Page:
The regulations established under the Obama administration called for average vehicular fuel efficiency of 54.5 miles per gallon by 2025, applicable to model year 2017 and beyond. The Trump administration’s plan froze the auto mileage standard at the 2020 level, which is only 36.9 mpg.

The rulemaking drove a wedge among leading automakers, some of which didn’t welcome the legal and manufacturing uncertainties the policy was certain to create.

Honda, for one, issued a blistering comment on the Trump regulatory proposal, warning that it “invites litigation and regulatory uncertainty, stalls long-term strategic industry planning, puts at risk American global competitiveness, exacerbates climate-related environmental impacts, and slows industry readiness for a widely acknowledged — but extremely difficult to implement — transition to vehicle electrification.”

Honda was correct. The technical underpinning of the Trump rollback was shown up as half-baked from the start, its supposed scientific foundations debunked by 11 experts at leading universities, including UC San Diego, UC Davis and Berkeley, USC, Yale and MIT.

The weakness of the administrative rationale spurred lawsuits filed by 22 states, the District of Columbia, the cities of New York and Los Angeles and several environmental groups.

In the face of the Trump effort, California cut its own deals with Ford, Honda, Volkswagen and BMW of North America, which account for nearly one-third of auto sales in the United States. The contract the state announced in 2019 requires those companies to meet a standard of about 50 miles per gallon by 2026.

California, in other words, gave up some of its regulatory rigor, but won legally binding commitments in return. But General Motors, Fiat Chrysler and Toyota, along with a host of smaller foreign manufacturers, threw in their lot with Trump, backing him in his legal battle with California.

California’s emissions deal with five key automakers takes aim at Trump environmental rollbacks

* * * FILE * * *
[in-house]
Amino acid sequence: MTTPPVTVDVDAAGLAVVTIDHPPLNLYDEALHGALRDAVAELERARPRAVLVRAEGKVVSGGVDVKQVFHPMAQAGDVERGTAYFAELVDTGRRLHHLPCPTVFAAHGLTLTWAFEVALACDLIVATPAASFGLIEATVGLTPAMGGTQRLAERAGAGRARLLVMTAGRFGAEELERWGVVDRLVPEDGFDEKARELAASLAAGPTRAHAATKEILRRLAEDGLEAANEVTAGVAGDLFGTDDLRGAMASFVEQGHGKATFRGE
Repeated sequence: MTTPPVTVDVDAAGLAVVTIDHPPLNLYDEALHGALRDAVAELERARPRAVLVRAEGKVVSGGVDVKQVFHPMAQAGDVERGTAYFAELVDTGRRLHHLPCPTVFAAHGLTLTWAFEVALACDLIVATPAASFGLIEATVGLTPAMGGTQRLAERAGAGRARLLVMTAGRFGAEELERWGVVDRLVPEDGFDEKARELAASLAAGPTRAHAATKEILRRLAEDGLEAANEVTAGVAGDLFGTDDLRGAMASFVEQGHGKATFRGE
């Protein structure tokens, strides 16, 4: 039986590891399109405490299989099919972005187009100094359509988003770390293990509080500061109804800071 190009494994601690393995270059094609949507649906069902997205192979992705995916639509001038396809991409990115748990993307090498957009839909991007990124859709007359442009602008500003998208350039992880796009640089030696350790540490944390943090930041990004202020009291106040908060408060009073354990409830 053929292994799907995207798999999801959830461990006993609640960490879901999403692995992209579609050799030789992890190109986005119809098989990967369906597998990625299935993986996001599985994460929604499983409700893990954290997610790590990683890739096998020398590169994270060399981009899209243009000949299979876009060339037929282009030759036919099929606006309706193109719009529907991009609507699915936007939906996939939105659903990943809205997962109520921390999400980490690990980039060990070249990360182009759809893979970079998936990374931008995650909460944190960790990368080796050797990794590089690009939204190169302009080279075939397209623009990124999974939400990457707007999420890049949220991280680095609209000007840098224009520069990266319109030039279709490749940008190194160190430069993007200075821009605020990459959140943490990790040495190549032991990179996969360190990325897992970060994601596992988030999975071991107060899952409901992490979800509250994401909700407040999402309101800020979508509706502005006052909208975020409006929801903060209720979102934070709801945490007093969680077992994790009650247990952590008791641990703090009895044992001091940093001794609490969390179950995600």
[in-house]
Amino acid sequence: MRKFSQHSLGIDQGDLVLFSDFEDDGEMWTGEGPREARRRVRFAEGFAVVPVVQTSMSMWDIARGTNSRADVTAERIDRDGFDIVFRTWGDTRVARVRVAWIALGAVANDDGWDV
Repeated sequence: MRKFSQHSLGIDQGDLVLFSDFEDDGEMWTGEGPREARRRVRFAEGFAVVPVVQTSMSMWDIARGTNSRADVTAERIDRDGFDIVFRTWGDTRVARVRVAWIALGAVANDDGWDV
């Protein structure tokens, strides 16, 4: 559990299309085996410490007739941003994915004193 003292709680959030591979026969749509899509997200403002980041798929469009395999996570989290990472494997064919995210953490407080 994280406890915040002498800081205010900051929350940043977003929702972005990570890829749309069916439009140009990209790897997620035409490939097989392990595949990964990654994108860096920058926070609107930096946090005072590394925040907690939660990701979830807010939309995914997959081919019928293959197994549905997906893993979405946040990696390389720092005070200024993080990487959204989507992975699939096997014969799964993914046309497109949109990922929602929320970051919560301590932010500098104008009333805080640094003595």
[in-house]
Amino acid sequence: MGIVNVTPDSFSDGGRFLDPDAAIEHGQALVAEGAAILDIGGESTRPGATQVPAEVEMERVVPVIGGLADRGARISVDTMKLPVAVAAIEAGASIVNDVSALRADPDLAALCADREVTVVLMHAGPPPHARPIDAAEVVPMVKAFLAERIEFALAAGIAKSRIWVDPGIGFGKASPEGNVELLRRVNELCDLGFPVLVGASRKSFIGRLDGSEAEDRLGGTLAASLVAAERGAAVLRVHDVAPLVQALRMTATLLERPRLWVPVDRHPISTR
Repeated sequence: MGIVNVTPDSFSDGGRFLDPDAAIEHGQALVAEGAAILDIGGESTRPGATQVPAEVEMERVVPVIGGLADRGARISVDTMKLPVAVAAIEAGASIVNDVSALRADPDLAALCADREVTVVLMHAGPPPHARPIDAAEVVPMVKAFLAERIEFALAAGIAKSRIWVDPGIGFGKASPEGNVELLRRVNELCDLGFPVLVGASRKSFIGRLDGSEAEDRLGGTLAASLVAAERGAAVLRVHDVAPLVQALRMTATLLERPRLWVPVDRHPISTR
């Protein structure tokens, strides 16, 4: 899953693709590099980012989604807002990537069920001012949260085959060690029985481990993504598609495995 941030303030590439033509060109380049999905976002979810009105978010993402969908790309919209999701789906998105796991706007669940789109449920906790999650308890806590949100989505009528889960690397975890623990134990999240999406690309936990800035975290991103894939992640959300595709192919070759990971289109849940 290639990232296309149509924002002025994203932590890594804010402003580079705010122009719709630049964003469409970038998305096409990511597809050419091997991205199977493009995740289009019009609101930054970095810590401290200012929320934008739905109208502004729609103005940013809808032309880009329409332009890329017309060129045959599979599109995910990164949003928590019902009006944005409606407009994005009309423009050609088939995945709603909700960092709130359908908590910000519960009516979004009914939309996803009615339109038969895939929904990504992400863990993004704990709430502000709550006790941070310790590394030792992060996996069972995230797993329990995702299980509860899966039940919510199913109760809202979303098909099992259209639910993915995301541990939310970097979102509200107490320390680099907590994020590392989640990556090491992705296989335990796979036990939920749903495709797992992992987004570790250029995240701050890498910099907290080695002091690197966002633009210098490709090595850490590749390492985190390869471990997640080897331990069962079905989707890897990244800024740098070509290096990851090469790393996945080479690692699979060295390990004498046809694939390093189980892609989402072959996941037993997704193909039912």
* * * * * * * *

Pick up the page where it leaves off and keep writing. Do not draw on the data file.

After the 2020 election, when it became clear that President Biden would move to revoke the Trump standards, some of those automakers had second thoughts. GM, notably, abandoned its support of Trump and said it was “inviting other automakers to join us.”

The sidelining of EPA experts in the emission rulemaking was part and parcel of Trump’s general policy of disregarding, even contradicting, scientific expertise. This approach struck particularly hard at the EPA, which had prided itself as the repository of responsible science on climate change.

During his 2016 presidential campaign, Trump had derided climate change as a “hoax” and pledged to reduce the EPA to “little tidbits.”

EPA staff members tried to resist the tide of ignorance and hostility flowing from the top, but it was a dispiriting period. Jeff Alson, an engineer at the EPA’s vehicles lab in Ann Arbor, Mich., left the agency in 2018 after a 40-year career. He recalled last year for Inside Climate News that he tried to give a pep talk to the colleagues he was leaving behind.

“I told them what I’m going to do for you is go out and tell the truth, so that the public knows that this rollback is not being done by EPA staff, it is being done by other people in the government,” he said.

Although Trump is out of the White House and Biden has reintroduced scientific standards to government programs, Trump’s vandalism of anti-pollution rules remains a problem for Biden. The White House says it is working to remove Trump’s thumb from the auto emission and mileage standards, but that process may take months.